January 15, 2004 17:56 | Culture / NewsPundit / Technology

Canadian RIAA gets its way

For no good reason, I visited the canadian apple online store today. I like to go in there sometime, poke around and drool. Go figure...

Anyways, so I click through to the iPod section and - what da heck, eh?! - find this, in bright orange letters:

Price includes CPCC's Blank Media Levy - $25

Google search CPCC.

The Canadian Private Copying Collective is the non-profit agency charged with collecting and distributing private copying royalties. Established in 1999, CPCC is an umbrella organization that represents songwriters, recording artists, music publishers and record companies. These are the groups on whose behalf the royalties are collected. CPCC is not an arm of government. Enforcement of the private copying tariff and advocacy, including representing copyright holders before the Copyright Board, which decides the tariff, are other important functions of CPCC. This site provides in-depth background on each of CPCC's key functions. To locate the information of interest to you, please see the site menu.

I must have been sleeping:

Under the decision, the following tariffs will hold in 2003-2004: 29 cents on audio cassette tapes of 40 minutes or longer; 21 cents on CD-Rs and CD-RWs; and 77 cents on CD-R Audio, CD-RW Audio and MiniDiscs.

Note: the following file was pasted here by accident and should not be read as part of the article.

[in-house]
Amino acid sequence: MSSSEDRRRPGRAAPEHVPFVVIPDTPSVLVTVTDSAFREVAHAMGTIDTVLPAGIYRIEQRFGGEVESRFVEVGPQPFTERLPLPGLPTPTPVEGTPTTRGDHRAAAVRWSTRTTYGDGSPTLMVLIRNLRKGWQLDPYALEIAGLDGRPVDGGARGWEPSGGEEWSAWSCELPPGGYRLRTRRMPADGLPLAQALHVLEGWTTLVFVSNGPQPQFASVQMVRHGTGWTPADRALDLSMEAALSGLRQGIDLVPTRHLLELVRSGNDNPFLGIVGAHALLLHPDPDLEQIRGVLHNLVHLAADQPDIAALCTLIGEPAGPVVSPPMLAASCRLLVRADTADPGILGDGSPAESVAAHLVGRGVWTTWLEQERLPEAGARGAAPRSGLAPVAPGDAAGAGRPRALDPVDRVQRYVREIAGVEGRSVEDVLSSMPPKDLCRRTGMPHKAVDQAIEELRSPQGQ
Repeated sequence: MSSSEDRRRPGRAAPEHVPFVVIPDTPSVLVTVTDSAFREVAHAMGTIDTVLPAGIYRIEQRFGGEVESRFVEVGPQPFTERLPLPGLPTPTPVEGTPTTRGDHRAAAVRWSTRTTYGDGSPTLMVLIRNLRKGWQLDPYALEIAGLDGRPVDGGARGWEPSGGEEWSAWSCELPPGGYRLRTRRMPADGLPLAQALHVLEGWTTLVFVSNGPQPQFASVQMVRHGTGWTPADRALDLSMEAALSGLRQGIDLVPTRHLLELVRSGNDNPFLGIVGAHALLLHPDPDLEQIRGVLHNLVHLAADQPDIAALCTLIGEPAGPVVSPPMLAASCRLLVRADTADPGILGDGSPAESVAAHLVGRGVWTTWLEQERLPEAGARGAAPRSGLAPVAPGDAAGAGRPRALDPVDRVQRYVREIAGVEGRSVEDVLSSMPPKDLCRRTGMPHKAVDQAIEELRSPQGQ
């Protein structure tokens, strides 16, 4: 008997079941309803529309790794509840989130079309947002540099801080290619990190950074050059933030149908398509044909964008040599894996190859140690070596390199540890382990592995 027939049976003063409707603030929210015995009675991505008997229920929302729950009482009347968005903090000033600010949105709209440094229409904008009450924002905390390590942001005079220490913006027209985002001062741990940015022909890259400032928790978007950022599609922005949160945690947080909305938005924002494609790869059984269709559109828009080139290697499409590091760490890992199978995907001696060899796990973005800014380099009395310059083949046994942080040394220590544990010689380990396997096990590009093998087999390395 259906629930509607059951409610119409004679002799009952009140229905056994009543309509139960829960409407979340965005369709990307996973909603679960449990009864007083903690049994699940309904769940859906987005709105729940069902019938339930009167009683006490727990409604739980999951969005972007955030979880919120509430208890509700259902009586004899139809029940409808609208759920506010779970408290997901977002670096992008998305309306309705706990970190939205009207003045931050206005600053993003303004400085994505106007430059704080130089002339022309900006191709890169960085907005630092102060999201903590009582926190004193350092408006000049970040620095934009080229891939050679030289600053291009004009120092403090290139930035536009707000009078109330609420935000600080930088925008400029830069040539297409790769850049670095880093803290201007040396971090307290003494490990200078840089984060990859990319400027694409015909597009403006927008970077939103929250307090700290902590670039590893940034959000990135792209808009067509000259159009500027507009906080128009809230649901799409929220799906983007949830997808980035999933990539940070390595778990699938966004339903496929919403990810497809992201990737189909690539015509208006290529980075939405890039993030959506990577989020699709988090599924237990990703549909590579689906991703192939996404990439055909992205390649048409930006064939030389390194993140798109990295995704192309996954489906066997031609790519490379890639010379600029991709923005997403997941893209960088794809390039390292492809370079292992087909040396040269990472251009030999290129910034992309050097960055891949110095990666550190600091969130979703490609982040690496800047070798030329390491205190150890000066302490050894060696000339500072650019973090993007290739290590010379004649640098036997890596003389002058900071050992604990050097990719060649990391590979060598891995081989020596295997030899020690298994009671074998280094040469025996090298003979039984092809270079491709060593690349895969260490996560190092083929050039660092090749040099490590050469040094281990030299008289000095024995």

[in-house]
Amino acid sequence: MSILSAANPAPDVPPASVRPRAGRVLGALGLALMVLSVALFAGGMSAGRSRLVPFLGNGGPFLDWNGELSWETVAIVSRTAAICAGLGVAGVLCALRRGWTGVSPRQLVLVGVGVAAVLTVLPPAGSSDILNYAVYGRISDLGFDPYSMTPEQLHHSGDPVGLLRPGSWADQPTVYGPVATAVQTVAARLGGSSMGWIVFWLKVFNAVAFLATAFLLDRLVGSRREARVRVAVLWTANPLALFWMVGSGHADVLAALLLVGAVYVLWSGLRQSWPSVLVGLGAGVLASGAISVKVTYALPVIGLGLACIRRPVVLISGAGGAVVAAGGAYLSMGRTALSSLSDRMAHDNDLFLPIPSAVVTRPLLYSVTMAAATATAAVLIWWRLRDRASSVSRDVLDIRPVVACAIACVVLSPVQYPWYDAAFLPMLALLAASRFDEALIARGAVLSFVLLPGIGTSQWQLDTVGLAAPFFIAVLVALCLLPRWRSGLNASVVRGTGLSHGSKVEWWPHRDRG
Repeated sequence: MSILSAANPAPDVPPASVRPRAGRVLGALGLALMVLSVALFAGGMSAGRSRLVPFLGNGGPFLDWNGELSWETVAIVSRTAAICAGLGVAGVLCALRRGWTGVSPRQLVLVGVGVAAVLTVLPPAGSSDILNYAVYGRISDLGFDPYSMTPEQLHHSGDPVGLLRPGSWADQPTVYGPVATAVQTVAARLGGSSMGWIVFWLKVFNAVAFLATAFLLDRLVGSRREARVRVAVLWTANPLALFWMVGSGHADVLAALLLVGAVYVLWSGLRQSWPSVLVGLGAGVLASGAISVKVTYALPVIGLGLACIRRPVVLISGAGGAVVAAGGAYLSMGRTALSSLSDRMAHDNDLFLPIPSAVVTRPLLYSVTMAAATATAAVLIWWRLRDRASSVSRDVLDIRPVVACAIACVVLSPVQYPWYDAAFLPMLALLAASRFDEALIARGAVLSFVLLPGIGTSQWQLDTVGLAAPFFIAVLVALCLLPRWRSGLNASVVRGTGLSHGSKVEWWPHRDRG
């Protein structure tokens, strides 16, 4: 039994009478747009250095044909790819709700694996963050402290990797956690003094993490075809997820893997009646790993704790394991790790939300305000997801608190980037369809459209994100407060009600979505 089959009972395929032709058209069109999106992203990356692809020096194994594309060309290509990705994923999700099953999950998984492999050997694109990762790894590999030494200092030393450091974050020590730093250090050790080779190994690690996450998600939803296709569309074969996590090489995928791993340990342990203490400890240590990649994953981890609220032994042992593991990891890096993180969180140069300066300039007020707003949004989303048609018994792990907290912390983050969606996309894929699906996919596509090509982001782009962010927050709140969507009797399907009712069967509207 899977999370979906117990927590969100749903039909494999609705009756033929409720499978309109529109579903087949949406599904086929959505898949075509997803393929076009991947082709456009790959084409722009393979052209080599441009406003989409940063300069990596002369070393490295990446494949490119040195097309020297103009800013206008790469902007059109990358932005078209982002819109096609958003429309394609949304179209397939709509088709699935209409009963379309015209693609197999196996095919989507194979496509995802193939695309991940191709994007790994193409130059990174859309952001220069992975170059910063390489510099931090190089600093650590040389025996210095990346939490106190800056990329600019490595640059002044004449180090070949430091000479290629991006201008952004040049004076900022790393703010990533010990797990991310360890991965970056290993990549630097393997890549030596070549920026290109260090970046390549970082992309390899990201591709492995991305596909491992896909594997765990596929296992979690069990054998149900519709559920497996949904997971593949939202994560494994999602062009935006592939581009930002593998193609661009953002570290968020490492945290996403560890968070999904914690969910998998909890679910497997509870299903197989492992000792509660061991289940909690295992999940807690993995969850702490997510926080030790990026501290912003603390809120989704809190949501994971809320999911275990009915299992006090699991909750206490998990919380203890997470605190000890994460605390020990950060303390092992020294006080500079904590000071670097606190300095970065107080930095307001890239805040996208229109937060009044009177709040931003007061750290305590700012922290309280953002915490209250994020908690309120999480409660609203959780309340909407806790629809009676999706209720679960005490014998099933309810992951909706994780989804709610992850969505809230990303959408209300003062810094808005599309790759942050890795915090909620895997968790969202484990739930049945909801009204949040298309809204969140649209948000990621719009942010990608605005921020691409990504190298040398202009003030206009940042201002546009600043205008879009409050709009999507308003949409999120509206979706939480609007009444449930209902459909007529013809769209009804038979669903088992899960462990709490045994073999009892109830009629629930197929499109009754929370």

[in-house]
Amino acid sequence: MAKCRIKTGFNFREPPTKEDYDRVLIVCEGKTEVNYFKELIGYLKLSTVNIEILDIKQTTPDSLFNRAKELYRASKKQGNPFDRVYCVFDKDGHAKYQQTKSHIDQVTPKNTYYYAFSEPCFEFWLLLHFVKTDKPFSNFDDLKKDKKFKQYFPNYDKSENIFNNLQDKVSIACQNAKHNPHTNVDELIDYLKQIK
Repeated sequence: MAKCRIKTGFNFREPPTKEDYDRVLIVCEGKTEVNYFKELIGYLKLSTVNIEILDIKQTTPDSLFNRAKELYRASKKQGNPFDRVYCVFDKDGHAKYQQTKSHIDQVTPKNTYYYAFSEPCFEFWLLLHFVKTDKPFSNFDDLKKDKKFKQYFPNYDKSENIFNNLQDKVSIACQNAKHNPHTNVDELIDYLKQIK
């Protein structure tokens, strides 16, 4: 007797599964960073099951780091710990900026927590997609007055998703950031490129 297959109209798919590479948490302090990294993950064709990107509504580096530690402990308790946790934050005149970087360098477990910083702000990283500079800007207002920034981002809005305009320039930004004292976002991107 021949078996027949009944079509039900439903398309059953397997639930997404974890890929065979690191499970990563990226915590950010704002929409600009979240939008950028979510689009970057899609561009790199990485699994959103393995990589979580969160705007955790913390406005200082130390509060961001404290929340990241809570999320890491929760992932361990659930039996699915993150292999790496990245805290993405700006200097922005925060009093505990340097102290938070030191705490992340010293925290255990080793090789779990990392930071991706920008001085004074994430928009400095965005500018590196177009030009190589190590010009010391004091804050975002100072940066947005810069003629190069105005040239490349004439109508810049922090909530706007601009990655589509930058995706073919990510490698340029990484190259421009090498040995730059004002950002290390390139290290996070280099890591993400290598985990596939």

The Board also set for the first time charges on non-removable memory permanently embedded in digital audio recorders: $2 for recorders with a memory capacity of more than 1GB; $15 for recorders with memory capacity of more than 1GB and up to 10GB; and $25 for each recorder with memory capacity of more than 10GB.

Sure enough:


FILE: Private Copying 2003-2004

Tariff of Levies to Be Collected by CPCC in 2003 and 2004 on the Sale, in Canada, of Blank Audio Recording Media

In accordance with subsection 83(10) of the Copyright Act, the Copyright Board has certified and hereby publishes the statement of levies to be collected by the Canadian Private Copying Collective (CPCC) effective on January 1, 2003, on the sale, in Canada, of blank audio recording media for the years 2003 and 2004.

Ottawa, December 13, 2003

Miserable bastards.


At least we got our iPods long before this bullshit.

(What percentage of that tariff actually goes to the artists? Probably less than they get from the sale of their CD's).

I seem to remember a news item last year that said that exactly *none* of the monies gathered by the Blank Media Levy had ever been disbursed to artists. Seems like someone's get-rich-quick scheme worked!

That does not surprise me in the least.
Worse, how does one qualify to get this money? Be an "artist" with a record deal? How ridiculous!!

No worse... outrageous.

I'm not sure this is correct. I think you just need to be a SOCAN artist; I don't think a record deal is needed. I know Canadian record companies get somewhere around 10% (?) of the cash, but I think the lion's share gets distributed to SOCAN artists. I could be wrong.

In any case, other than the prior restraint angle, this seems like a pretty darn reasonable way of dealing with artist royalties. Certainly far better than the RIAA approach (now being mirrored in Canada) of starting litigation against individual users.